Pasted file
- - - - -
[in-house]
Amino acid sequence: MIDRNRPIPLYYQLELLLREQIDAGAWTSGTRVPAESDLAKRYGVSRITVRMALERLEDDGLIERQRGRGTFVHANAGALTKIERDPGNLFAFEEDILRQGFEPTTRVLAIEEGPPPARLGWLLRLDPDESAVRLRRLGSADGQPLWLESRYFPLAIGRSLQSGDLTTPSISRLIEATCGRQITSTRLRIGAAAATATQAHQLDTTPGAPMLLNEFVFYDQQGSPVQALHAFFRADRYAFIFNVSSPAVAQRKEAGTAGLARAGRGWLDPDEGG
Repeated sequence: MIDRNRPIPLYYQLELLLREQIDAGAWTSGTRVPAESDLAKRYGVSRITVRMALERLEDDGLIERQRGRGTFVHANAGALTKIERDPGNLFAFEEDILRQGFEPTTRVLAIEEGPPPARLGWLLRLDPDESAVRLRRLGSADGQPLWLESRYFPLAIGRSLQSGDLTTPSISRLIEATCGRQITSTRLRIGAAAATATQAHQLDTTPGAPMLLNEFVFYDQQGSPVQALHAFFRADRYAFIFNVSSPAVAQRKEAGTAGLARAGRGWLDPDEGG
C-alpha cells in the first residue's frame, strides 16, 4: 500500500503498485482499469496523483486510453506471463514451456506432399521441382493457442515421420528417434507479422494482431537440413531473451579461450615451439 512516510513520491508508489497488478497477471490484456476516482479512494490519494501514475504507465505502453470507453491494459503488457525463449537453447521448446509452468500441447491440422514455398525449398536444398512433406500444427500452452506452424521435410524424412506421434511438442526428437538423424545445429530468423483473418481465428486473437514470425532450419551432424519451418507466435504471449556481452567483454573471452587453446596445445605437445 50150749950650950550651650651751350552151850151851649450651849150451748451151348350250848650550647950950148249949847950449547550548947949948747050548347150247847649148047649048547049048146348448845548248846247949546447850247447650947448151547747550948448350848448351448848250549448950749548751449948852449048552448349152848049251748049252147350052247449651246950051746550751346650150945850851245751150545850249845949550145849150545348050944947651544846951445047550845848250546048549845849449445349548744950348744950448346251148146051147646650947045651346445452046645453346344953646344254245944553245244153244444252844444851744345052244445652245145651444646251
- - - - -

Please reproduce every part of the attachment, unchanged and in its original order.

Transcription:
[in-house]
Amino acid sequence: MIDRNRPIPLYYQLELLLREQIDAGAWTSGTRVPAESDLAKRYGVSRITVRMALERLEDDGLIERQRGRGTFVHANAGALTKIERDPGNLFAFEEDILRQGFEPTTRVLAIEEGPPPARLGWLLRLDPDESAVRLRRLGSADGQPLWLESRYFPLAIGRSLQSGDLTTPSISRLIEATCGRQITSTRLRIGAAAATATQAHQLDTTPGAPMLLNEFVFYDQQGSPVQALHAFFRADRYAFIFNVSSPAVAQRKEAGTAGLARAGRGWLDPDEGG
Repeated sequence: MIDRNRPIPLYYQLELLLREQIDAGAWTSGTRVPAESDLAKRYGVSRITVRMALERLEDDGLIERQRGRGTFVHANAGALTKIERDPGNLFAFEEDILRQGFEPTTRVLAIEEGPPPARLGWLLRLDPDESAVRLRRLGSADGQPLWLESRYFPLAIGRSLQSGDLTTPSISRLIEATCGRQITSTRLRIGAAAATATQAHQLDTTPGAPMLLNEFVFYDQQGSPVQALHAFFRADRYAFIFNVSSPAVAQRKEAGTAGLARAGRGWLDPDEGG
C-alpha cells in the first residue's frame, strides 16, 4: 500500500503498485482499469496523483486510453506471463514451456506432399521441382493457442515421420528417434507479422494482431537440413531473451579461450615451439 512516510513520491508508489497488478497477471490484456476516482479512494490519494501514475504507465505502453470507453491494459503488457525463449537453447521448446509452468500441447491440422514455398525449398536444398512433406500444427500452452506452424521435410524424412506421434511438442526428437538423424545445429530468423483473418481465428486473437514470425532450419551432424519451418507466435504471449556481452567483454573471452587453446596445445605437445 50150749950650950550651650651751350552151850151851649450651849150451748451151348350250848650550647950950148249949847950449547550548947949948747050548347150247847649148047649048547049048146348448845548248846247949546447850247447650947448151547747550948448350848448351448848250549448950749548751449948852449048552448349152848049251748049252147350052247449651246950051746550751346650150945850851245751150545850249845949550145849150545348050944947651544846951445047550845848250546048549845849449445349548744950348744950448346251148146051147646650947045651346445452046645453346344953646344254245944553245244153244444252844444851744345052244445652245145651444646251